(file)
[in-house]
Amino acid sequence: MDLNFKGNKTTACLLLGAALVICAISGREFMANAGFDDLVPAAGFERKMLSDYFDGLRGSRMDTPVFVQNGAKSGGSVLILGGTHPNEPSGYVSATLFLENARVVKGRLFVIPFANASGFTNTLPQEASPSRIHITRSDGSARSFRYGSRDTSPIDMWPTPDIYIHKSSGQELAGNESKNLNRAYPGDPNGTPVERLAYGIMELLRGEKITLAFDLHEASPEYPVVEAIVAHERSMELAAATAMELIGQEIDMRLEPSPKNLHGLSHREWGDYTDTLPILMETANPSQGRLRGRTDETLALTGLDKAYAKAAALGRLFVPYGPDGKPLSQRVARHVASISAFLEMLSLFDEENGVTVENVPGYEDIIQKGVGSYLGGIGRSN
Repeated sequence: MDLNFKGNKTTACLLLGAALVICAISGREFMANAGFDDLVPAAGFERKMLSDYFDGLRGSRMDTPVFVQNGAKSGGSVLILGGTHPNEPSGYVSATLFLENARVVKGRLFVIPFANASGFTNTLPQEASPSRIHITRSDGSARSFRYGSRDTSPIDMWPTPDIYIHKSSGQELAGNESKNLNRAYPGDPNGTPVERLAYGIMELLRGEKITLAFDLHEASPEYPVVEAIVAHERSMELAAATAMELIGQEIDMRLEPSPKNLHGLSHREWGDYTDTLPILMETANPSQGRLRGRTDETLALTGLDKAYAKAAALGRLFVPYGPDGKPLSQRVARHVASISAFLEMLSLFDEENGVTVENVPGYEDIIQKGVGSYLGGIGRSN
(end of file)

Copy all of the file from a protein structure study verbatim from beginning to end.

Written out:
[in-house]
Amino acid sequence: MDLNFKGNKTTACLLLGAALVICAISGREFMANAGFDDLVPAAGFERKMLSDYFDGLRGSRMDTPVFVQNGAKSGGSVLILGGTHPNEPSGYVSATLFLENARVVKGRLFVIPFANASGFTNTLPQEASPSRIHITRSDGSARSFRYGSRDTSPIDMWPTPDIYIHKSSGQELAGNESKNLNRAYPGDPNGTPVERLAYGIMELLRGEKITLAFDLHEASPEYPVVEAIVAHERSMELAAATAMELIGQEIDMRLEPSPKNLHGLSHREWGDYTDTLPILMETANPSQGRLRGRTDETLALTGLDKAYAKAAALGRLFVPYGPDGKPLSQRVARHVASISAFLEMLSLFDEENGVTVENVPGYEDIIQKGVGSYLGGIGRSN
Repeated sequence: MDLNFKGNKTTACLLLGAALVICAISGREFMANAGFDDLVPAAGFERKMLSDYFDGLRGSRMDTPVFVQNGAKSGGSVLILGGTHPNEPSGYVSATLFLENARVVKGRLFVIPFANASGFTNTLPQEASPSRIHITRSDGSARSFRYGSRDTSPIDMWPTPDIYIHKSSGQELAGNESKNLNRAYPGDPNGTPVERLAYGIMELLRGEKITLAFDLHEASPEYPVVEAIVAHERSMELAAATAMELIGQEIDMRLEPSPKNLHGLSHREWGDYTDTLPILMETANPSQGRLRGRTDETLALTGLDKAYAKAAALGRLFVPYGPDGKPLSQRVARHVASISAFLEMLSLFDEENGVTVENVPGYEDIIQKGVGSYLGGIGRSN